I spent my 20s and 30s bemoaning my physique, dreading beach season and, when it came time to meet new women, hoping my personality mattered more than my abs.
Great dads can be tall or thin, fit or flabby. Being in better shape still has its perks, and here are the five I’ve found the most rewarding:
- My Sons Can Ride the Daddy Express: Eli just turned five, and he’s no lightweight. At some point every day he’ll turn to me and say, “one, two, three sing with me,” a verse from some kiddie show I’ve long since forgotten. It’s his code for, “I wanna ride on your shoulders, Daddy.” He’s heavy. Did I mention that? I love carrying him all the same. One day, soon, he’ll be too big to climb aboard. The more I work out, the longer I can carry him there. That’s worth every rep to me.
- Forever Young: Having kids lets you relive your childhood. You remember your favorite toys, that time you rode a bike without dad holding on to the frame and the monsters that kept you from falling asleep each night. Being a dad also reminds you of your fleeting youth, your inability to keep up with pop culture trends and the energy reserves which keep dwindling. Working out puts the breaks on that inevitable decline. It won’t stop your hair from turning gray, but it does keep your muscles youthful.
- Success Breeds Success: Life as a parent is trying to stack up the tiny victories against the major failures. Yes, the kitchen floor is clean after you scrubbed and scrubbed it, but your son just missed the toilet bowl by a good half foot doing a number one. The more successes you accumulate, the better your day goes. And when you kick off each morning with a vigorous workout, it’s like beginning with a three-stride advantage.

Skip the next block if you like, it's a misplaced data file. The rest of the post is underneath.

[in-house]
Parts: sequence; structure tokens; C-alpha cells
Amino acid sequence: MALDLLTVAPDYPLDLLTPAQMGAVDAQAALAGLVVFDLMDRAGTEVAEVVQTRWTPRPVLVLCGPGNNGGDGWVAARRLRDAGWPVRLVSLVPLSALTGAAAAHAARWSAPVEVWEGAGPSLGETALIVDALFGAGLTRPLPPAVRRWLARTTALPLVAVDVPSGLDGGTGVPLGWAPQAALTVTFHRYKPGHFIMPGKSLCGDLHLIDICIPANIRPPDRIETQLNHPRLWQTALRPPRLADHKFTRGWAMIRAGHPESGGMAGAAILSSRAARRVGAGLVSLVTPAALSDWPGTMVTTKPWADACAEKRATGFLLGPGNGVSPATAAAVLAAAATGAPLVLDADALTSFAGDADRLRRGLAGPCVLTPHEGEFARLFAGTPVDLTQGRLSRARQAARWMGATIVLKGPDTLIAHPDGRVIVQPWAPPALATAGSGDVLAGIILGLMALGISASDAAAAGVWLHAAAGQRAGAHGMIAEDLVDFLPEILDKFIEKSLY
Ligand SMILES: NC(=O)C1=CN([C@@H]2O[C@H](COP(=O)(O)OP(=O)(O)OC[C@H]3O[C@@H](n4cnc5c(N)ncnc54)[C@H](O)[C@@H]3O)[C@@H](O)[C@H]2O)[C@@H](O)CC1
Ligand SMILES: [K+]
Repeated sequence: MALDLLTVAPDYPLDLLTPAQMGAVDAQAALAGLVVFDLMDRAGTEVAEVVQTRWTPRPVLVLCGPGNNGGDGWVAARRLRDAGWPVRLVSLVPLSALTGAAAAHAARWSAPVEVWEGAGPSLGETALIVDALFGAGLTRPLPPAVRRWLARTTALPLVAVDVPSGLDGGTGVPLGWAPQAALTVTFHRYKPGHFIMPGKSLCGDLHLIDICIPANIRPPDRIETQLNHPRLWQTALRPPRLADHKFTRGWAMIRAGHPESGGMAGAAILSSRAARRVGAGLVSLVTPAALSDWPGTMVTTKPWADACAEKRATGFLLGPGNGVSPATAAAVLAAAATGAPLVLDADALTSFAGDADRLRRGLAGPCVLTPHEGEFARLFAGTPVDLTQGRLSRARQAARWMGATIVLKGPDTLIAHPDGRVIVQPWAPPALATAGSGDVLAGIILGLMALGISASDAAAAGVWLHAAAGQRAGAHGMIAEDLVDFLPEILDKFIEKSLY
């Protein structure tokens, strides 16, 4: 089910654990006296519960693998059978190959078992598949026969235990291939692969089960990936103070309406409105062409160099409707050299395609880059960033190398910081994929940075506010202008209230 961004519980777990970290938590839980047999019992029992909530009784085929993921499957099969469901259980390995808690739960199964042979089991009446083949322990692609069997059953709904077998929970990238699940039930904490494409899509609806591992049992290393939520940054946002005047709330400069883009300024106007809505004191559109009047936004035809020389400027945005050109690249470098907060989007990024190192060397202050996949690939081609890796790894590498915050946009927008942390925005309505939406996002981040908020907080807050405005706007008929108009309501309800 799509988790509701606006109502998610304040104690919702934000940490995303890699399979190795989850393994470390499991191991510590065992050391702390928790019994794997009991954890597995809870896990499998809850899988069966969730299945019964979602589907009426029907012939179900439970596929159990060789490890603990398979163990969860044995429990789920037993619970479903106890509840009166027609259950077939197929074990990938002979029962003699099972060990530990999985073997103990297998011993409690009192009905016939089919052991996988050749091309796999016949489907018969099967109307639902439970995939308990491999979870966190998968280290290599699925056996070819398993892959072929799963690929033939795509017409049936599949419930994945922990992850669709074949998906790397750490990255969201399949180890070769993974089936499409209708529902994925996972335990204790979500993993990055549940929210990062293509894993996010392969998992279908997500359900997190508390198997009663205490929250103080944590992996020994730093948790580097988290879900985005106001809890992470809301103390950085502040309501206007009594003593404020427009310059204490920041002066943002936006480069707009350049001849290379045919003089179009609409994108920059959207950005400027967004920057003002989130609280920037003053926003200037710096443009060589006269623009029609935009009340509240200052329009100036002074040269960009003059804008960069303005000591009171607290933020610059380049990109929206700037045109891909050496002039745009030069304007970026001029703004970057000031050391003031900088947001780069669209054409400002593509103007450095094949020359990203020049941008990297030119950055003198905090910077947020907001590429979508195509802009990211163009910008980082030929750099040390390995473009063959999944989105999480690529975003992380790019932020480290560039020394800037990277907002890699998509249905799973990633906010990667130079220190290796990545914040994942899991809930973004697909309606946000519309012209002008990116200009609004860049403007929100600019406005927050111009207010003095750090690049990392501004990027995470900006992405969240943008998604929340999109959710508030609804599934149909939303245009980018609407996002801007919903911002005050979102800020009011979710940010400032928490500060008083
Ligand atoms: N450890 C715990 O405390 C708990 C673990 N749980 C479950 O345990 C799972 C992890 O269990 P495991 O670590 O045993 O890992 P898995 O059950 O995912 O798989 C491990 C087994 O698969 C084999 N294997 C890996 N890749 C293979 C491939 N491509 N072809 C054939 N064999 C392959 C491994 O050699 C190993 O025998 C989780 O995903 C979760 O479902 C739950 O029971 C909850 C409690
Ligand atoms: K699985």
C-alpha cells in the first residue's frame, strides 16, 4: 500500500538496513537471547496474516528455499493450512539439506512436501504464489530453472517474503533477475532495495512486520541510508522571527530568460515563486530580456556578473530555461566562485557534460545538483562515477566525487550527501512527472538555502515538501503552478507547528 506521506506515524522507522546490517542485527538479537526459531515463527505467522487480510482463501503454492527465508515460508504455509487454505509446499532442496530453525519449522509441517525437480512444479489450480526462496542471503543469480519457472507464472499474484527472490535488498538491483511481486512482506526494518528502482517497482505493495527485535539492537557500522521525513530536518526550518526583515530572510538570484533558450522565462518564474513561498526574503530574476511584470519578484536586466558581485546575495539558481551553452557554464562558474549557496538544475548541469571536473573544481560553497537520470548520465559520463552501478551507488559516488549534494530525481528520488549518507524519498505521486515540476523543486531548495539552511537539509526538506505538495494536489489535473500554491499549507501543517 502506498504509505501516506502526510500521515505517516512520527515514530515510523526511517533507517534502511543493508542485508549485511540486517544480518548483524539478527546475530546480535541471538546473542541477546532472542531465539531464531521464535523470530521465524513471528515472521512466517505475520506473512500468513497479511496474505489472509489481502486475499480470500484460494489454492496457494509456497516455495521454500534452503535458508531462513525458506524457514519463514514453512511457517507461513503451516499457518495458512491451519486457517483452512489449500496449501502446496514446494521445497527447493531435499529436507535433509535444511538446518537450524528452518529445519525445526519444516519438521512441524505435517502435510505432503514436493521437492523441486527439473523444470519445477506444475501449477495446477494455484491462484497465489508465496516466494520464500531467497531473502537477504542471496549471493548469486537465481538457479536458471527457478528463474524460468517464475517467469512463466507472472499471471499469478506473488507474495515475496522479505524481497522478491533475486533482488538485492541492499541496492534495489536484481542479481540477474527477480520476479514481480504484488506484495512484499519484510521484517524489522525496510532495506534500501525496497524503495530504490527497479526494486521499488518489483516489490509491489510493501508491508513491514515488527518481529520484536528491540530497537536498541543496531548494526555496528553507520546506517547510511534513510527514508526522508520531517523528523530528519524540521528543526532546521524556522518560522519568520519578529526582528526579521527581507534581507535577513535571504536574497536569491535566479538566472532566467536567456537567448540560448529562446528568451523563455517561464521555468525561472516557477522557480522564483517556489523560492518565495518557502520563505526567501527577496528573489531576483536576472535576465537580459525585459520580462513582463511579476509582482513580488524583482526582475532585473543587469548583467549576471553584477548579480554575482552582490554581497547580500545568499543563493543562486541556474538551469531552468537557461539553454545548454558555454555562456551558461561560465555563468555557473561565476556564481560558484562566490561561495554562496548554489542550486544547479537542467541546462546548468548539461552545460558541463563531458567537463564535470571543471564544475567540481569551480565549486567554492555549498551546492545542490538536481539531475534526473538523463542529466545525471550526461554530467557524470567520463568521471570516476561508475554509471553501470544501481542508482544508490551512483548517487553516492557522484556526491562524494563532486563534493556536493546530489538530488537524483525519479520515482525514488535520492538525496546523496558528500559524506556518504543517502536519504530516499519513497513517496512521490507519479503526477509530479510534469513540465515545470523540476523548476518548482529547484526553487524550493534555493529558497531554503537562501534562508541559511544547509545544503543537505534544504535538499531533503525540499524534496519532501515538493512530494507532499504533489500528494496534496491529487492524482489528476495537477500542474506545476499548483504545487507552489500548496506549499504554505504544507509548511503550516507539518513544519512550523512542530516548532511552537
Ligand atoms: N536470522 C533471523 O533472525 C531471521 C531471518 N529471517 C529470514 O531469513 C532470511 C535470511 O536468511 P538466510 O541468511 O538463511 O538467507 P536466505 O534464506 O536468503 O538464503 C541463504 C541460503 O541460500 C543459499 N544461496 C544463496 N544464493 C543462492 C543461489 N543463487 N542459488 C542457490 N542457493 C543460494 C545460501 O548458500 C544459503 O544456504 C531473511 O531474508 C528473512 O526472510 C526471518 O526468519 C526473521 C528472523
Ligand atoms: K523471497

- Your Wife Notices: Marriage is such a complicated bond that virtually anything that makes it easier is worth embracing. So when my wife tells me I look fit it brightens my mood. While a kid-made catastrophe may be minutes away, the buzz from that compliment lasts surprisingly long.
- Your Kids Notice: My sons don’t care if I still fit into my jeans. They see me getting up every day and pumping iron (or rubber-coated dumbbells) to stay healthy. Sometimes my oldest will mimic my moves and say he’s “muscling up.” It’s cute, but it’s more than that. It’s modeling, something parents need to do in order to silently send the right messages to their children.
Fellow fit fathers – what perks do you get from fighting the battle of the bulge? What am I missing here?